The Association of Fleet Professionals (AFP) is calling on operators to "put their money where their mouths are" and support its bid to launch a fleet manager apprenticeship.
The call comes as the AFP struggles to find enough operators willing to join it in forming a Trailblazer group to create a new apprenticeship standard for fleet managers.
Up to 20 individuals are required to form a Trailblazer group to create an apprenticeship standard, working alongside the Institute for Apprenticeships. Once the content is approved, the companies involved in the trailblazer group will be expected to recruit apprentices into their organisation.
However, so far the AFP have only had eight companies sign up. Paul Hollick, AFP chair, said: "This is very much a question of employers putting their money where their mouths are.
"If the industry wants a fleet apprenticeship standard – and we believe it needs one – there must be a group of businesses willing to participate in the process and ultimately create jobs, putting in place the support, resources and mechanisms that apprentices need.”
AFP member Matt Neale, who is leading the apprenticeship drive, said: “Once the structure of the apprenticeship is finalised, the trailblazing group needs to be ready to recruit apprentices straight away.
“So far, we have eight fleet managers and their companies willing to make this pledge, but we need another 10 or more in order to get the final go-ahead for the apprenticeship. We’re therefore very keen to hear from people and their employers who are interested in taking part.
“By the time everything is hopefully in place, apprentice recruitment would need to start in 2025, so there is quite a lot of time for companies to make plans and get funding approved internally - but we do need a commitment relatively soon.”
Neale said the apprenticeship is likely to be Level 3, initially, which is designed to provide an entry point into the sector and targeting mainly school and college leavers.
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“We need administrators to start the journey into the fleet sector because they are integral to the daily running of fleets. Once they have completed their apprenticeship, they can progress towards becoming a fleet manager, which is where the AFP’s structured range of training courses can help develop individuals. This is the journey that I have taken through the industry," he said.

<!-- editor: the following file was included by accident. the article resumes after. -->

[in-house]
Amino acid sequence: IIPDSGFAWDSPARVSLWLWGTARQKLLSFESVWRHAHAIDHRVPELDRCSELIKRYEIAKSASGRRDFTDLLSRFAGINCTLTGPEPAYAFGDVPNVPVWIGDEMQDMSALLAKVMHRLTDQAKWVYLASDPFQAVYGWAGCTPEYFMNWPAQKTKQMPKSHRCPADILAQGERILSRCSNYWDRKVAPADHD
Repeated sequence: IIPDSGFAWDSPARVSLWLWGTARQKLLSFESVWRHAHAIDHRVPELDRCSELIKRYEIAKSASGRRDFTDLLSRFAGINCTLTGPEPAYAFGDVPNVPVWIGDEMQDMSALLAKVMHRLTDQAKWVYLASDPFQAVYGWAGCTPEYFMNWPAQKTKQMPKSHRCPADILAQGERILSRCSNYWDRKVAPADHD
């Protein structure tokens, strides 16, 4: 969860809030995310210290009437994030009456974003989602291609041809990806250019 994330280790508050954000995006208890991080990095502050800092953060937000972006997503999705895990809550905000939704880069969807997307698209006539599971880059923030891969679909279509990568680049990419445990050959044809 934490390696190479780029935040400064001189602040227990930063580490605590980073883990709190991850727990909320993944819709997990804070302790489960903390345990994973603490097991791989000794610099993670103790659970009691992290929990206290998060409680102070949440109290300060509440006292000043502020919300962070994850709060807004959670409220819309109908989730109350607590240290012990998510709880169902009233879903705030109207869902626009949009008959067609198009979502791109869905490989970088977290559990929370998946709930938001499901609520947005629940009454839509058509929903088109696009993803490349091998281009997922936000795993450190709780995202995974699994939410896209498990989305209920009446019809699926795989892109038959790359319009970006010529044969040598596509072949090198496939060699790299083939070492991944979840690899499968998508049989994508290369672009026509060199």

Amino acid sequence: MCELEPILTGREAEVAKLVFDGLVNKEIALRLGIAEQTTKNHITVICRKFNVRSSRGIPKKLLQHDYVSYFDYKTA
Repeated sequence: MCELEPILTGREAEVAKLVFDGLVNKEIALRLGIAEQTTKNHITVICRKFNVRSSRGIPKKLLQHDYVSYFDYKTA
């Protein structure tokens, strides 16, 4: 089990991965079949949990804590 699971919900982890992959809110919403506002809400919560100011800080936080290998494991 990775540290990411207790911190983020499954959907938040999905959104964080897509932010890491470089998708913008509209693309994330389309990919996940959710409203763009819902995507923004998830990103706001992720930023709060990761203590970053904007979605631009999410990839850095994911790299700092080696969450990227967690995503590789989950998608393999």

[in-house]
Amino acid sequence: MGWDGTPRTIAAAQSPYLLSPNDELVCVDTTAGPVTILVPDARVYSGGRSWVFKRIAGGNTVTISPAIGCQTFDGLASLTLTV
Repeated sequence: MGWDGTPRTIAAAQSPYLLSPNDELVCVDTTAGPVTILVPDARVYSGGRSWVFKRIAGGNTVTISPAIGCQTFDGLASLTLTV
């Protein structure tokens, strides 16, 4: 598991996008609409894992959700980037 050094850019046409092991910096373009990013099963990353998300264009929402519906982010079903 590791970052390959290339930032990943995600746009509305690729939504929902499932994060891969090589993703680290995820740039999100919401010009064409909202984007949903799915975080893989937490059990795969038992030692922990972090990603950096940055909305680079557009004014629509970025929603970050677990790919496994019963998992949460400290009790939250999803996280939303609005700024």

He warned that there could soon be a succession crisis in fleet management unless action is taken now. He said: "Currently, the issue is we just don’t have enough talent coming through at the entry level to create a succession process and replace the many experienced fleet professionals who are within a few years of retiring.
"Knowledge and experience are in danger of being lost from our industry and the apprenticeship could be an important step in preventing this," he added.
Hollick added that the creation of a fleet specialist apprenticeship standard would be a "huge boost" to the industry, particularly as there is no recognised entry route into the profession.
"Having an apprenticeship would change that and provide a structured career path into the fleet sector," he said, adding: "In the future, especially as fleet managers continue to evolve into mobility specialists, an apprenticeship could sit alongside career choices in other corporate specialisms such as human resources and procurement, providing a steady stream of talented individuals into the sector.”
Hollick said that while the AFP fully backed the idea of an apprenticeship, the creation of any new initiative needed to be almost entirely reliant on industry participation.
“The way that the apprenticeship approval process is structured means the AFP can only play an enabling role and getting people on board. Much of the work so far has been done on an individual basis by Matt Neale, working with other members of our organisation, so much kudos to him.”
Anyone interested in becoming part of the apprenticeship trailblazing group should get in touch with the AFP at firstname.lastname@example.org.